Maybe *you* love people like that, but I don't, and it sounds like I know them better than you do.
While Director of BioEngineering Research for the first company, I went to a NIH/NINDS symposium, and met a genius (I use the term only when it applies) there who had both a doctorate in Electrical Engineering and an MD, both from Stanford, and he'd done trials with rats where he'd perfected the means of interfacing integrated electronics with rat nerves, and had maintained both the health of the "tapped" nerve and the viability of the nerve signal sensor for over a year in his tests, him being able to both read nerve signals and generate them. He gave a presentation on his research, making the modest claim that if this were pursued and funded adequately, that it could viably be used to treat spinal paralysis in humans within ten years. The NIH/NINDS stomped on him with both feet, demanding that he publish a full retraction and denunciation of his presentation, under threat of him never receiving another dime of research funding in his career if he didn't. So, having said nothing wrong, he fabricated a rationale as to why his prior statements were false and issued a formal apology for having been so naive as to think that paralysis could be cured within ten years. And he halted all further research into curing paralysis. That was in '91.
Find anything heartwarming in that story? It's true. I'd like to think otherwise, but I knew the guy, and wanted to partner my research with his and co-develop it, but the experience broke his spirit and he wants nothing more to do with any of it.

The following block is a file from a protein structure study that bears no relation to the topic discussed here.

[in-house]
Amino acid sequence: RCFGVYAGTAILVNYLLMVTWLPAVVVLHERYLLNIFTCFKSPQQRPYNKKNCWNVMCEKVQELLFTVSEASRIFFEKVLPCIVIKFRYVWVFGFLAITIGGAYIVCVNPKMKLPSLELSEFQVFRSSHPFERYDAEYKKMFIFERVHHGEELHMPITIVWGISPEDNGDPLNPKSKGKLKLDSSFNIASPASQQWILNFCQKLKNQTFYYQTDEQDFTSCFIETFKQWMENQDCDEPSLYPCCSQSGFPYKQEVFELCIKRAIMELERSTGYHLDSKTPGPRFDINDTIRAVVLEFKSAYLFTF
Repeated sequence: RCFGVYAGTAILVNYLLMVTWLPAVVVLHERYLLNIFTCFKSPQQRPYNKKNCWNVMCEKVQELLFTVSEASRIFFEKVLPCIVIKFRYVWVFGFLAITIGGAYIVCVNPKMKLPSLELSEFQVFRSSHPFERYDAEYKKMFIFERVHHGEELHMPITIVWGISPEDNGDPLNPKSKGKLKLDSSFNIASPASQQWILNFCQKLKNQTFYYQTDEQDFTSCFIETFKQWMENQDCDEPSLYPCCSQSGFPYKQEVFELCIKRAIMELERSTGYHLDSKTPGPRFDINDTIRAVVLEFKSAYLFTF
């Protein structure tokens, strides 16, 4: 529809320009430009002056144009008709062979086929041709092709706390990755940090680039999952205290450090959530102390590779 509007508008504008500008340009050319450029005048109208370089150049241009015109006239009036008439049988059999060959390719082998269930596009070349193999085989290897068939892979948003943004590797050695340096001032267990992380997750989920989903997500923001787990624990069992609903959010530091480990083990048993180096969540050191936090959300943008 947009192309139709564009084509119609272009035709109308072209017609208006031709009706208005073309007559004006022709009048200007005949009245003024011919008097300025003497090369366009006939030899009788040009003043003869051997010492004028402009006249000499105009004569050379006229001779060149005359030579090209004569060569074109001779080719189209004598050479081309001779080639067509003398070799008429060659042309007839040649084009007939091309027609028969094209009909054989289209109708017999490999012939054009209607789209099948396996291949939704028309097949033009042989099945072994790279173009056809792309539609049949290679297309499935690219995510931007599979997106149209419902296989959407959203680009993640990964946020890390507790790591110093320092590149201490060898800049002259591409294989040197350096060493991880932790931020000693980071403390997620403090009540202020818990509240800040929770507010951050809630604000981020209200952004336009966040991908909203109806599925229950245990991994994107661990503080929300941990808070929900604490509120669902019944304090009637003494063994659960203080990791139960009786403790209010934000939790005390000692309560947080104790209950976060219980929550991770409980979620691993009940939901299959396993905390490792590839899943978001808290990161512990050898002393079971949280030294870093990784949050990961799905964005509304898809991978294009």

It wasn't an example of any sort of "conspiracy" by the NIH with wheelchair manufacturers, it was simply that the upper echelon of NIH/NINDS has been studying paralysis for decades using the rat-brain-in-a-blender approach, and he was approaching the problem as an electrical engineer would, and they didn't like his presumption, his being in his early thirties, claiming he could cure what they'd been studying their entire career. (And planned to *continue* studying for the rest of their career.)
Sorry if my actual experiences in the field contradict the way you *think* things work, and it isn't a warm&fuzzy picture that lets you sleep soundly at night, but I went into the field hoping to help people, translating my defense technology background into advancing the bioengineering field (turning swords into plowshares) at the end of the Cold War, but found virtually the whole field rotten to the core.
"Never ascribe to conspiracy that which can be explained by selfishness and ignorance."